Economics Issues: Theory and Practice
The module is designed to provide you with an up-to-date understanding of some of the leading economic issues of the day. In particular, it aims to bring the core economic principles to an assessment of pressing current policy issues and to provide you with the opportunity to study particular economic problems in far more detail than elsewhere in the degree programme. The content of the module might vary depending on current policy debates.
This module covers theory and practical aspects of economics to help students acquire technical skills that are applicable across a wide range of economic issues.
There may be guest speakers. Previous guest speakers have included members of the Monetary Policy Committee at the Bank of England and the International Monetary Fund.
Students develop their technical, analytical and discursive skills, as well as their understanding of monetary policies, business cycles, information economics and market design by engaging with high-end research in the field.
All of the resources for this module are accessible on the ELE (Exeter Learning Environment).
Full module specification
|Module title:||Economics Issues: Theory and Practice|
BEE2025 and BEE2026
Students cannot take this module if they have previously taken (or are planning to take) BEE3027
|Duration of module:||
Duration (weeks) - term 2: |
The module is designed to provide students with an up to date understanding of some of the leading economic issues of the day. In particular, the module aims to bring the core economic principles to an assessment of pressing current policy issues and to provide students with the opportunity to study particular economic problems in far more detail than elsewhere in the degree program. The content of the module will vary.
ILO: Module-specific skills
- 1. demonstrate how to apply economic principles to a wide range of real world problems including the incorporation of the natural environment within economic analysis
- 2. demonstrate how to apply economic reasoning to policy issues in a critical manner
- 3. demonstrate knowledge in an appropriate number of specialised areas in economics, as well as an appreciation of the research literature in these areas
ILO: Discipline-specific skills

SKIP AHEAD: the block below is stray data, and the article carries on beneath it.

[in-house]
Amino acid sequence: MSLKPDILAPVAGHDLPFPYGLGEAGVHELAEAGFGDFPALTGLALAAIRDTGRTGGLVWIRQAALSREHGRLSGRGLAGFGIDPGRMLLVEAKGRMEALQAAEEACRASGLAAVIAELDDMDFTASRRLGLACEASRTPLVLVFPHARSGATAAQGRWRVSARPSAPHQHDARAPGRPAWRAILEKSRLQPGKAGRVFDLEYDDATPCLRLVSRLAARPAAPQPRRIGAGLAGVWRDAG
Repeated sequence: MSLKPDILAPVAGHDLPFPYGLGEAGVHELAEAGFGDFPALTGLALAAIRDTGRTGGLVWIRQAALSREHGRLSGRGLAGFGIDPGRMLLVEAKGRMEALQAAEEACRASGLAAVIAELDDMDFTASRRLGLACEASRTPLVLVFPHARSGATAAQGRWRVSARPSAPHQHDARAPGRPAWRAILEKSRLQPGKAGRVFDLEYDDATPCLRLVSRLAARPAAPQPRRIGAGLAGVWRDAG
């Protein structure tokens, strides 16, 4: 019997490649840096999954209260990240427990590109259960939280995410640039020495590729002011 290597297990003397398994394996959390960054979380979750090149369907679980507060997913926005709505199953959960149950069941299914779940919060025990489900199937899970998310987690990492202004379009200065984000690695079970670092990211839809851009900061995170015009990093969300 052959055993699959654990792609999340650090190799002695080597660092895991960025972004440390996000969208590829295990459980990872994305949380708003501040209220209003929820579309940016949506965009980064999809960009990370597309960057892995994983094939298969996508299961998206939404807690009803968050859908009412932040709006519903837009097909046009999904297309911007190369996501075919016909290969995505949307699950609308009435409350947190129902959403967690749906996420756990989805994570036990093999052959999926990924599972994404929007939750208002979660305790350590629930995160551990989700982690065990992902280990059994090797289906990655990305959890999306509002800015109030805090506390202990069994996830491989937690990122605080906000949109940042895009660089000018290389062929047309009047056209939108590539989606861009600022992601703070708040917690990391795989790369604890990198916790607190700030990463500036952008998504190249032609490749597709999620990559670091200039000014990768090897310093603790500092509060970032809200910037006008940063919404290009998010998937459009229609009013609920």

- 4. understand the economic basis behind current policy debates
- 5. critically assess different policy proposals
ILO: Personal and key skills
- 6. deliver coherent argument in written work, including coherent arguments for complex and often emotive policy and social issues
- 7. demonstrate analytical and critical thinking;
Learning activities and teaching methods (given in hours of study time)
|Scheduled Learning and Teaching Activities||Guided independent study||Placement / study abroad|
Details of learning activities and teaching methods
|Category||Hours of study time||Description|
|Scheduled Learning & Teaching activities||20||Lectures|
|Scheduled Learning and Teaching activities||5||Tutorials|
|Form of assessment||Size of the assessment (eg length / duration)||ILOs assessed||Feedback method|
|Exercises to be discussed during tutorials||Bi-weekly tutorial sheets||1-7||Discussions in tutorials plus solution guidelines to be posted on ELE|
Summative assessment (% of credit)
|Coursework||Written exams||Practical exams|
Details of summative assessment
|Form of assessment||% of credit||Size of the assessment (eg length / duration)||ILOs assessed||Feedback method|
|Examination||80||2 hours||1-7||Answers posted online|
|Assignments||20||2 sets of problems||1-7||Answers poseted online - feedback on the assignments|
Details of re-assessment (where required by referral or deferral)
|Original form of assessment||Form of re-assessment||ILOs re-assessed||Timescale for re-assessment|
|Examination and Assignments||Examination (2 hours) 100%||1-7||August Examination Period|
- Economics of the Environment
- Ethics and the economics of the environment
- Market efficiency and market failure
- Theory of environmental policy: Command-and-control, market-based instruments, Coasian bargains and payments for ecosystem services
- Common-pool renewable resources: overexploitation and policy, bioeconomics, fisheries and optimisation
- Natural capital, ecosystem services and economic decisions
- Valuing environmental goods and services: Stated and revealed preference methods
- The Economics of Brexit: Insights from Current Research
- Price Transmission and Competition: Why it Matters for Assessing Policy Outcomes
Indicative learning resources - Basic reading
The course materials will primarily rely on class notes, notes posted on the web, and handouts. Class notes will be available on the web. More details will be provided at the start of the module.
Module has an active ELE page?
Last revision date